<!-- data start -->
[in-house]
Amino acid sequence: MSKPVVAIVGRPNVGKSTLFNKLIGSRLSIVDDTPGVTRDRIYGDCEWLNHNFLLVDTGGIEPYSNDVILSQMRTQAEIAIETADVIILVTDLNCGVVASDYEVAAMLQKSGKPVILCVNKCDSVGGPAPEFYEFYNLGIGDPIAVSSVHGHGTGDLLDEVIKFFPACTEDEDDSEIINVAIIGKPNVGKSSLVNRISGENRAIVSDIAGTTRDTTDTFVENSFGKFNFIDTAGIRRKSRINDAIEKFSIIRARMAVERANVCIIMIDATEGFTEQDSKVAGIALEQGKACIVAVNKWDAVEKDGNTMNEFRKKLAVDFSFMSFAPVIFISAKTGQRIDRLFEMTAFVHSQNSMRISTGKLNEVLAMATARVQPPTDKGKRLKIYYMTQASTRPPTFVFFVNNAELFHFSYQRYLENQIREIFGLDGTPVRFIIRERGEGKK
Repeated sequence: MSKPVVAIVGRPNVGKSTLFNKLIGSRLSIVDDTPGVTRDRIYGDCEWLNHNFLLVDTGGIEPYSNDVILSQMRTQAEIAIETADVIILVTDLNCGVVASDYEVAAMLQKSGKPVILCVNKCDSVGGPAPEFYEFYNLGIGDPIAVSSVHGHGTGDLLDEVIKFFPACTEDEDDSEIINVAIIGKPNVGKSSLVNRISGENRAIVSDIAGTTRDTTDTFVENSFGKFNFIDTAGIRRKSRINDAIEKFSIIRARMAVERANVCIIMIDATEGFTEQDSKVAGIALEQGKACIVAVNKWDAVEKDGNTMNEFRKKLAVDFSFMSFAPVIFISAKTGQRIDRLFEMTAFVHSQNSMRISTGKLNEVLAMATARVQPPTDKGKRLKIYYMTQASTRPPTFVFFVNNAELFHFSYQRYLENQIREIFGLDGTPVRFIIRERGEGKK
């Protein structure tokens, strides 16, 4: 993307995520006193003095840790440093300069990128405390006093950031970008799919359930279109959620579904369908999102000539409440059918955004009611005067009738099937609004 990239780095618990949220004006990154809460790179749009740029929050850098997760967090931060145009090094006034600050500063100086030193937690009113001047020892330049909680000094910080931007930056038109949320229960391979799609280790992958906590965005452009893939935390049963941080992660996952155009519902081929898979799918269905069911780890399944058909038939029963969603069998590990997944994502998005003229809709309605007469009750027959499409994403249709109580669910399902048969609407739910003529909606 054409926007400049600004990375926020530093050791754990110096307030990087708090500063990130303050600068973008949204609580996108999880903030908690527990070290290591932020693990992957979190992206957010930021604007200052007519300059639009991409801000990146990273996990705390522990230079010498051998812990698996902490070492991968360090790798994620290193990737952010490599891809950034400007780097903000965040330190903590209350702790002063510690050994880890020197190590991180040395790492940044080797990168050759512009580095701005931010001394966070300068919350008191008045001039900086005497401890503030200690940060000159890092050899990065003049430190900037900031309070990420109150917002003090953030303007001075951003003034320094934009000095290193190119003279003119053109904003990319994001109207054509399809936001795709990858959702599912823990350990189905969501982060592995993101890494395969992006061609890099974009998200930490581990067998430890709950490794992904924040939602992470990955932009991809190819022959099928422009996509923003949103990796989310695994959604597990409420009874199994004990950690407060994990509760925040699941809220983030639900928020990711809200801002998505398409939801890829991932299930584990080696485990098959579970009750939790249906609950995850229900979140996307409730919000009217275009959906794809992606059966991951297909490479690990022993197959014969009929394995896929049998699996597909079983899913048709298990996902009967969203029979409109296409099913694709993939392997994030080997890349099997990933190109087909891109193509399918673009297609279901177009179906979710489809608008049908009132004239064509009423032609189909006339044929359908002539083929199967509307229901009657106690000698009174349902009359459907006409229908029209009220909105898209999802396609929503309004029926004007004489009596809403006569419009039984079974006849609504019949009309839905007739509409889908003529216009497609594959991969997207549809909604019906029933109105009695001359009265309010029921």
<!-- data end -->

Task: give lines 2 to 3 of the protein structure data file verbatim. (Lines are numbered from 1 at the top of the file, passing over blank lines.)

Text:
Amino acid sequence: MSKPVVAIVGRPNVGKSTLFNKLIGSRLSIVDDTPGVTRDRIYGDCEWLNHNFLLVDTGGIEPYSNDVILSQMRTQAEIAIETADVIILVTDLNCGVVASDYEVAAMLQKSGKPVILCVNKCDSVGGPAPEFYEFYNLGIGDPIAVSSVHGHGTGDLLDEVIKFFPACTEDEDDSEIINVAIIGKPNVGKSSLVNRISGENRAIVSDIAGTTRDTTDTFVENSFGKFNFIDTAGIRRKSRINDAIEKFSIIRARMAVERANVCIIMIDATEGFTEQDSKVAGIALEQGKACIVAVNKWDAVEKDGNTMNEFRKKLAVDFSFMSFAPVIFISAKTGQRIDRLFEMTAFVHSQNSMRISTGKLNEVLAMATARVQPPTDKGKRLKIYYMTQASTRPPTFVFFVNNAELFHFSYQRYLENQIREIFGLDGTPVRFIIRERGEGKK
Repeated sequence: MSKPVVAIVGRPNVGKSTLFNKLIGSRLSIVDDTPGVTRDRIYGDCEWLNHNFLLVDTGGIEPYSNDVILSQMRTQAEIAIETADVIILVTDLNCGVVASDYEVAAMLQKSGKPVILCVNKCDSVGGPAPEFYEFYNLGIGDPIAVSSVHGHGTGDLLDEVIKFFPACTEDEDDSEIINVAIIGKPNVGKSSLVNRISGENRAIVSDIAGTTRDTTDTFVENSFGKFNFIDTAGIRRKSRINDAIEKFSIIRARMAVERANVCIIMIDATEGFTEQDSKVAGIALEQGKACIVAVNKWDAVEKDGNTMNEFRKKLAVDFSFMSFAPVIFISAKTGQRIDRLFEMTAFVHSQNSMRISTGKLNEVLAMATARVQPPTDKGKRLKIYYMTQASTRPPTFVFFVNNAELFHFSYQRYLENQIREIFGLDGTPVRFIIRERGEGKK